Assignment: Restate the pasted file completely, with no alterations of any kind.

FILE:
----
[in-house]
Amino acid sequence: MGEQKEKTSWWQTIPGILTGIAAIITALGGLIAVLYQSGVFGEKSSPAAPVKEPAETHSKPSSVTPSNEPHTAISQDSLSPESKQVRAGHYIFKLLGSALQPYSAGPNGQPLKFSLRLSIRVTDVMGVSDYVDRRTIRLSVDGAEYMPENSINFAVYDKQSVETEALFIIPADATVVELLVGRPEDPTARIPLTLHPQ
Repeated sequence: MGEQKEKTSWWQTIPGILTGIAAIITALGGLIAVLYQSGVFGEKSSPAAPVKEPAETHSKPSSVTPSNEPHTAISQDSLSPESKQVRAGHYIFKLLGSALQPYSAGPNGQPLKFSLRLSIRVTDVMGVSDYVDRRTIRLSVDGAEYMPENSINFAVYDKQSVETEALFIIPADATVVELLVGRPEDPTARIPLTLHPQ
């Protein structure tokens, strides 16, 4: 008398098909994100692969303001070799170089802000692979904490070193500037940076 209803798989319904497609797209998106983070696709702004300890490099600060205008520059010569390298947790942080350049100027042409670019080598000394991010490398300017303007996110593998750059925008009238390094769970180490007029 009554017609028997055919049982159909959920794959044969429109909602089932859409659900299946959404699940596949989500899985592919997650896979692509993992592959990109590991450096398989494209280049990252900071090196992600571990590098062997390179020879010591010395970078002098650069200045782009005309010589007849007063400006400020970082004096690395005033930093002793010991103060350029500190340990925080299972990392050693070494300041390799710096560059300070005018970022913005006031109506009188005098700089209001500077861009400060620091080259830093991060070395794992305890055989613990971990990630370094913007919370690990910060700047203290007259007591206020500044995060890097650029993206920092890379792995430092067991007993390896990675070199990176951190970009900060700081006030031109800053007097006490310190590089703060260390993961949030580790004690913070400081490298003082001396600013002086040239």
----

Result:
[in-house]
Amino acid sequence: MGEQKEKTSWWQTIPGILTGIAAIITALGGLIAVLYQSGVFGEKSSPAAPVKEPAETHSKPSSVTPSNEPHTAISQDSLSPESKQVRAGHYIFKLLGSALQPYSAGPNGQPLKFSLRLSIRVTDVMGVSDYVDRRTIRLSVDGAEYMPENSINFAVYDKQSVETEALFIIPADATVVELLVGRPEDPTARIPLTLHPQ
Repeated sequence: MGEQKEKTSWWQTIPGILTGIAAIITALGGLIAVLYQSGVFGEKSSPAAPVKEPAETHSKPSSVTPSNEPHTAISQDSLSPESKQVRAGHYIFKLLGSALQPYSAGPNGQPLKFSLRLSIRVTDVMGVSDYVDRRTIRLSVDGAEYMPENSINFAVYDKQSVETEALFIIPADATVVELLVGRPEDPTARIPLTLHPQ
């Protein structure tokens, strides 16, 4: 008398098909994100692969303001070799170089802000692979904490070193500037940076 209803798989319904497609797209998106983070696709702004300890490099600060205008520059010569390298947790942080350049100027042409670019080598000394991010490398300017303007996110593998750059925008009238390094769970180490007029 009554017609028997055919049982159909959920794959044969429109909602089932859409659900299946959404699940596949989500899985592919997650896979692509993992592959990109590991450096398989494209280049990252900071090196992600571990590098062997390179020879010591010395970078002098650069200045782009005309010589007849007063400006400020970082004096690395005033930093002793010991103060350029500190340990925080299972990392050693070494300041390799710096560059300070005018970022913005006031109506009188005098700089209001500077861009400060620091080259830093991060070395794992305890055989613990971990990630370094913007919370690990910060700047203290007259007591206020500044995060890097650029993206920092890379792995430092067991007993390896990675070199990176951190970009900060700081006030031109800053007097006490310190590089703060260390993961949030580790004690913070400081490298003082001396600013002086040239």